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Do EHR's Make You LAZY?

April 29, 2009
by Pete Rivera
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I was asked the other day about the impact EHR's will have on provider productivity. Not in terms of improvement, but the loss of skill set. The rationale was that EHR's "spoon feed" information. Therefore, providers will lose some of their analytical skill sets. Was this just an excuse not to use an EHR, or maybe just the comments of a technophobe?
I guess I am just one of the guys waiting for the Star Trek system...just speak to the computer.

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great points Mark. Kudos

Laziness is ordering one of every test because it is easier than creating a coherent differential diagnosis. Laziness is ordering a CT scan with a wet reading because it is easier than searching thru old charts to see if one was done before. Laziness it doing something because "that's the way I have always done it." My hope is that the EMR will enable the thoughtful physician to better apply evidence based diagnostics and therapies. The skill will be in making the correct diagnosis. The art will be creating the therapeutic milieu that enables obtaining a truthful history and forms the basis for a healing relationship. CDS could be a crutch for the "lazy", but much more likely it will fulfill its promise of making information available at the point of ordering to a thoughtful and artful generation of practitioners.

It's a little surprising to me how frequently this line of concern shows up, especially in those who think about medical training.

I got into an unfortunate exchange with a physician blogger a while back who was trying to make just this point- that modern clinical systems make doctors lazy and stifle their creativity.

While I don't think systems are smart enough for that to be a real threat, there is a human tendency to take shortcuts that may not always be advisable.

In the end, it's up to training programs to make sure that they are producing professionals with the foundation of knowledge they need.
It's up to practicing professionals to use the tools that are available to them to maximize their effectiveness.
It's up to the professional boards and associations to maintain the highest standards of practice.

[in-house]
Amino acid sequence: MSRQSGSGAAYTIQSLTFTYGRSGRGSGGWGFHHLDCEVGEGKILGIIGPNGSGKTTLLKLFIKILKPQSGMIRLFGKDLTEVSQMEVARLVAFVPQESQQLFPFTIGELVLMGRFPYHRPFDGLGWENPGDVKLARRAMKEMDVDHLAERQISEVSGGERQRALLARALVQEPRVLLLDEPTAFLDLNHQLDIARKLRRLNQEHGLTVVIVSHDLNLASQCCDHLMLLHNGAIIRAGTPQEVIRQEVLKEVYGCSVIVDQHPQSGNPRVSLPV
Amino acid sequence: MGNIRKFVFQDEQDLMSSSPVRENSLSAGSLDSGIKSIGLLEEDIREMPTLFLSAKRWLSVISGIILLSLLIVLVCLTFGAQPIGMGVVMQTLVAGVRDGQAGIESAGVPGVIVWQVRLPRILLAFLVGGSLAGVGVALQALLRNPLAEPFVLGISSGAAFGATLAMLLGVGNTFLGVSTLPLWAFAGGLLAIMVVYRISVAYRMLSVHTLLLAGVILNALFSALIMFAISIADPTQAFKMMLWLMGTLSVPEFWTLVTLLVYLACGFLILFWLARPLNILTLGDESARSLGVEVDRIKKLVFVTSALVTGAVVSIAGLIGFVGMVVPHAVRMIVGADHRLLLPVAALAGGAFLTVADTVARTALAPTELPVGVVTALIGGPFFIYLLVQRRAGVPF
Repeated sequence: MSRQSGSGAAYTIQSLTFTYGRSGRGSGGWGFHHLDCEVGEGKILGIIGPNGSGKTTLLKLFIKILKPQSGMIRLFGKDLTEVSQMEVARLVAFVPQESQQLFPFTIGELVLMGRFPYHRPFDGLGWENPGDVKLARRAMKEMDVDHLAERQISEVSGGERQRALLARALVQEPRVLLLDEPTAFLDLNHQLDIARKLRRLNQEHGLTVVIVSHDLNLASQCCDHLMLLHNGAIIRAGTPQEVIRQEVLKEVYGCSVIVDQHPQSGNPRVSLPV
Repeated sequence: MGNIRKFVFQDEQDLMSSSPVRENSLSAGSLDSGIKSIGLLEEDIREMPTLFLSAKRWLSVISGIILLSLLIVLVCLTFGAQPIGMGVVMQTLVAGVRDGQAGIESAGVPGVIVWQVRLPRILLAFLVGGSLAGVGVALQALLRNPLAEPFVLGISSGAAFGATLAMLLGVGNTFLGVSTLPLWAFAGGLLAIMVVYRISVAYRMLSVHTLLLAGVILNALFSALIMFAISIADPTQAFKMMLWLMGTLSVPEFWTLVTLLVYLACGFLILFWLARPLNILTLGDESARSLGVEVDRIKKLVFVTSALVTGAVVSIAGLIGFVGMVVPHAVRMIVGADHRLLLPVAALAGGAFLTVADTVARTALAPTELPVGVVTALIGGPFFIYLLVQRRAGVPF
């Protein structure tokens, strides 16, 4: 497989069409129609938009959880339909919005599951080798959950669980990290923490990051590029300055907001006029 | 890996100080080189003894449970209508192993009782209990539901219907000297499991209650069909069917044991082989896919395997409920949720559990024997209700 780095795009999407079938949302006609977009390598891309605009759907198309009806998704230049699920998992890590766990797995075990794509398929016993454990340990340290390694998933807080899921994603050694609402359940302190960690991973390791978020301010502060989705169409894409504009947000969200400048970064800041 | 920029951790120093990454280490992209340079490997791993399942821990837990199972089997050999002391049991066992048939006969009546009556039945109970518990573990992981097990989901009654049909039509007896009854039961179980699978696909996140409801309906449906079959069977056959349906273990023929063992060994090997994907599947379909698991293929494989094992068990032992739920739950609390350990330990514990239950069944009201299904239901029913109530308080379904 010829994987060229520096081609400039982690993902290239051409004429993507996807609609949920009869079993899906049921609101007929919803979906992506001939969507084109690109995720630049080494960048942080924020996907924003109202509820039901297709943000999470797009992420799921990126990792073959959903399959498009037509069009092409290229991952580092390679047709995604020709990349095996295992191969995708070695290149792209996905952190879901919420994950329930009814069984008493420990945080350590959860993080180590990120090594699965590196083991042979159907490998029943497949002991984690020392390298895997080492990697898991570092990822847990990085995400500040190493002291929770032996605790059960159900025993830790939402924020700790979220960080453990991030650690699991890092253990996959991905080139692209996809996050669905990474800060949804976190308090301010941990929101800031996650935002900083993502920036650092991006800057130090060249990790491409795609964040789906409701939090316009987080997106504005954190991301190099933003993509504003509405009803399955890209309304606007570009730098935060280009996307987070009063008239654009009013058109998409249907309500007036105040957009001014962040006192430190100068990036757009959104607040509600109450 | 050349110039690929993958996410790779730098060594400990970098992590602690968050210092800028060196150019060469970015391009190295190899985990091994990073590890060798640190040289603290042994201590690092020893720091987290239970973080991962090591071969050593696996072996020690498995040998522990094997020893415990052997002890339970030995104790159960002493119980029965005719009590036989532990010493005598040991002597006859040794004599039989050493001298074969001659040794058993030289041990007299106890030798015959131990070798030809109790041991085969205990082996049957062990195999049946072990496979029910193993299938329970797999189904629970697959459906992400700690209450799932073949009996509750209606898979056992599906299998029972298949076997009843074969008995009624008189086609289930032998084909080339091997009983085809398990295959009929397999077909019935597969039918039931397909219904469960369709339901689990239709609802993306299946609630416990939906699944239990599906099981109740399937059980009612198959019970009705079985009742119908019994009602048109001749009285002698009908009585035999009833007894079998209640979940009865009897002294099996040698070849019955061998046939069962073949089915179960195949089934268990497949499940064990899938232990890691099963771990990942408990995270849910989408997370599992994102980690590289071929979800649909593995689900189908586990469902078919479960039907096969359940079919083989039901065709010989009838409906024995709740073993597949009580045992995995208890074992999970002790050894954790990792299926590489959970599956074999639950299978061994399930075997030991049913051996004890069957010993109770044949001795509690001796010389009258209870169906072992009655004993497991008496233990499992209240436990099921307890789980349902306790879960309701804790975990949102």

And it's up to those of us who are IT professionals to work with the clinical professionals to build systems that perform the repetitive and computational tasks that computers are good at, while making it easier for people to exercise the judgment that we need from them.

I was recently doing a small construction project. I needed to multiple 17 x 18. I knew that I could do it with pencil and paper in 10 to 20 seconds. Or, I could "be lazy" and get the guaranteed correct answer, in less time, with the calculator that was readily available on the computer screen.

Per Dr Bankowitz's brilliant analogy above, 'LAZY' is very SMART.

I think that's crazy. We are so far off from computers doing much, with, for, or to the majority of doctors, I don't think there's much to worry about right now.

Anyway, when it happens, we can just use another stimulus package to get them OFF the technology.

To me, this seems to be an old argument. I remember giving a Grand Rounds on use of clinical protocols sometime around 1990 and the questions then centered around whether or not this was "cook book" medicine. Now the argument, it seems, has shifted, not in substance, but in target - towards the EHR.

Let's consider the question in this way. Imagine you have just taken off on a trans-continental flight, and you hear the following. Should you feel more or less at ease?

"Good evening from the flight deck. We expect a generally smooth flight across the Atlantic tonight. We would like you to know, however, that the First Officer and I have decided that, although known to be highly effective and almost invaluable in these types of flights, the autopilot feature of this aircraft will be disabled. The First Officer and I both agree that this feature interferes with pilot autonomy and we disapprove of what is becoming 'cook book aviation.' You may notice more than the usual "turbulence", but hey, a lot of people pay good money for this kind of thrill! On previous flights, some china has been broken in the business class cabin, but, so far, no serious damage has occurred.

"Also, we want you to know that although based on the best available evidence, the take-off and landing protocols currently in use have been shown in recent literature to correlate only mildly with what we consider to be true measures of 'quality' - passenger mortality. Therefore we will similarly dispense with these 'spoon feed' techniques and approach each take-off and landing as a natural experiment, hoping to learn something new as we go. In this way, our professional judgment will not be compromised.

"Sit back enjoy the ride, and you may wish to freshen your drinks."

Pete Rivera

Director Informatics, Hayes Management Consulting

Pete Rivera

@Gator_Pete

www.Hayesmanagement.com

 

 

 

 

 

 

 

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